Five Ways to Avoid Summer Learning Loss

By Todd Pristas and Joel Sweda

If you are like most Virginia parents, you are focusing on improving your child’s grades, planning summer activities and wondering how to combat summer learning losses.

Did you know that over the two-month summer break, your child’s test scores can be reduced by one month? Taken over the entire period from kindergarten to 12th grade, summer learning loss can equal a full year or more of education. Dr. Harris Cooper, PhD Social Psychology, Duke University, estimates that losses in mathematical computation skills over the summer months can be approximately 2.6 months of grade equivalency.

Here are 5 Tips to keep learning going: 

1. Stock Up on Learning Materials

Books are a great way to reinforce academic learning and develop basic reading skills. Ask your child’s teacher or school librarian for summer reading lists appropriate for your child’s age and ability. Make reading fun by taking a blanket outside under a tree or make a reading nook inside with pillows and a basket of books.

Writing should be an important element in your child’s daily routine. Have paper, pencils and crayons handy. Encourage your child to write about day trips, summer vacations, museum visits and sports events. Even making a “to do” list or shopping list provides experience with spelling. Children can describe current news or summarize, contrast and compare their daily or weekly events. Creating a family or neighborhood newsletter is a great project and a memorable keepsake.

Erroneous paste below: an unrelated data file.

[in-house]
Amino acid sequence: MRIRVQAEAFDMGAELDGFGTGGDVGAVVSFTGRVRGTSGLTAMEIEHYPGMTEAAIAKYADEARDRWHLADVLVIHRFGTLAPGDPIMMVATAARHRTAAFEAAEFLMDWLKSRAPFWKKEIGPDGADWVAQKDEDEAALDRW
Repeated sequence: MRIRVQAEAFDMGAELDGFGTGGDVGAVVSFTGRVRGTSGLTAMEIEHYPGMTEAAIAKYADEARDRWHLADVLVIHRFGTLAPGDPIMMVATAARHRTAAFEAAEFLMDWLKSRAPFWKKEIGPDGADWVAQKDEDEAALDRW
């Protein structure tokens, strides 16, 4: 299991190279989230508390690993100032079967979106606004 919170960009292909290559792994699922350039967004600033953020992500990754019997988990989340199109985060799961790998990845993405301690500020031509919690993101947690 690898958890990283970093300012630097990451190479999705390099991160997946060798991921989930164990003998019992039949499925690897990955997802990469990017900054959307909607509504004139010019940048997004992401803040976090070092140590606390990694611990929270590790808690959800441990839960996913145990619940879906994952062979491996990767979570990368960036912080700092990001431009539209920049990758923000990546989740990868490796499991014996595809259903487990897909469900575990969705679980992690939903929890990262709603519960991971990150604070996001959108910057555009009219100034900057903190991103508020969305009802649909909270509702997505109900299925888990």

Games and flash cards are great learning enhancers. Not only are games good to pass the time but they help children develop strategic thinking. Flash cards can be an excellent way to continuously review basic math facts, states and capitals, vocabulary, and other facts.

If your children have a flare for art, read them a story or attend an event together. Afterwards, encourage them to illustrate the main idea by drawing or painting.

2. Make Household Routines a Learning Experience

Involve your children in the planning and performing of annual jobs such as organizing the garage or basement. They learn the names of tools and other items in the garage or basement, how to divide and conquer a large task and have the satisfaction of seeing the results of their hard work.

Have your children run errands and do small jobs around the house. They learn new skills and the importance of completing tasks. If you pay them, your children can earn some money and learn how to become responsible by creating a savings and budget plan.

Plan your vacation together as a family and involve your children in the research. Once you select a destination, ask your children to develop ideas for activities. Without using Internet map programs, ask them to calculate the shortest distance between two sights, determine the most scenic route, etc.

Finally take a little extra time at the dinner table to discuss local news, festivals, sporting events and art shows. Your children will learn more about their community as well as becoming aware of regional and national issues.